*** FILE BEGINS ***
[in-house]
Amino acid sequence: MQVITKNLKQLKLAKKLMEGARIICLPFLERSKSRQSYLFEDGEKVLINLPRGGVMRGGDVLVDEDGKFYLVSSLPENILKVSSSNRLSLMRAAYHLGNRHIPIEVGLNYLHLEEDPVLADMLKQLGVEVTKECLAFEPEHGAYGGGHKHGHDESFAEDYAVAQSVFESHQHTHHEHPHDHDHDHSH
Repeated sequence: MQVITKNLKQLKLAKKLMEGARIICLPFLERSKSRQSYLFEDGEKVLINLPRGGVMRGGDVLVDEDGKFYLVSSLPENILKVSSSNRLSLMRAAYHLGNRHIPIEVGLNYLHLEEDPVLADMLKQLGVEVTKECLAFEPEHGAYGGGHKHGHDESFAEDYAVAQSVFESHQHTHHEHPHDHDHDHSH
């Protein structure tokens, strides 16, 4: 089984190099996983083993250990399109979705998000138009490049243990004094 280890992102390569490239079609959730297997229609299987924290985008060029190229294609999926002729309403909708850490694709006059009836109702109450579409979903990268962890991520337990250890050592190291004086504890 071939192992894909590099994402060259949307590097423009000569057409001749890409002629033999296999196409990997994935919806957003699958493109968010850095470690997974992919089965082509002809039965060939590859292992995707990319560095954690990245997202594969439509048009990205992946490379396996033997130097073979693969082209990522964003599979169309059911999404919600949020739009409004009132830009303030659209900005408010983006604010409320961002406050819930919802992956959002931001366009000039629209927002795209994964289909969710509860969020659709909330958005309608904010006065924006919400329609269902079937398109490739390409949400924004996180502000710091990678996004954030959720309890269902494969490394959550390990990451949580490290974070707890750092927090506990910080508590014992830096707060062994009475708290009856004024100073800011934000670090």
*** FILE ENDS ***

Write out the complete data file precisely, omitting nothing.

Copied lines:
[in-house]
Amino acid sequence: MQVITKNLKQLKLAKKLMEGARIICLPFLERSKSRQSYLFEDGEKVLINLPRGGVMRGGDVLVDEDGKFYLVSSLPENILKVSSSNRLSLMRAAYHLGNRHIPIEVGLNYLHLEEDPVLADMLKQLGVEVTKECLAFEPEHGAYGGGHKHGHDESFAEDYAVAQSVFESHQHTHHEHPHDHDHDHSH
Repeated sequence: MQVITKNLKQLKLAKKLMEGARIICLPFLERSKSRQSYLFEDGEKVLINLPRGGVMRGGDVLVDEDGKFYLVSSLPENILKVSSSNRLSLMRAAYHLGNRHIPIEVGLNYLHLEEDPVLADMLKQLGVEVTKECLAFEPEHGAYGGGHKHGHDESFAEDYAVAQSVFESHQHTHHEHPHDHDHDHSH
């Protein structure tokens, strides 16, 4: 089984190099996983083993250990399109979705998000138009490049243990004094 280890992102390569490239079609959730297997229609299987924290985008060029190229294609999926002729309403909708850490694709006059009836109702109450579409979903990268962890991520337990250890050592190291004086504890 071939192992894909590099994402060259949307590097423009000569057409001749890409002629033999296999196409990997994935919806957003699958493109968010850095470690997974992919089965082509002809039965060939590859292992995707990319560095954690990245997202594969439509048009990205992946490379396996033997130097073979693969082209990522964003599979169309059911999404919600949020739009409004009132830009303030659209900005408010983006604010409320961002406050819930919802992956959002931001366009000039629209927002795209994964289909969710509860969020659709909330958005309608904010006065924006919400329609269902079937398109490739390409949400924004996180502000710091990678996004954030959720309890269902494969490394959550390990990451949580490290974070707890750092927090506990910080508590014992830096707060062994009475708290009856004024100073800011934000670090």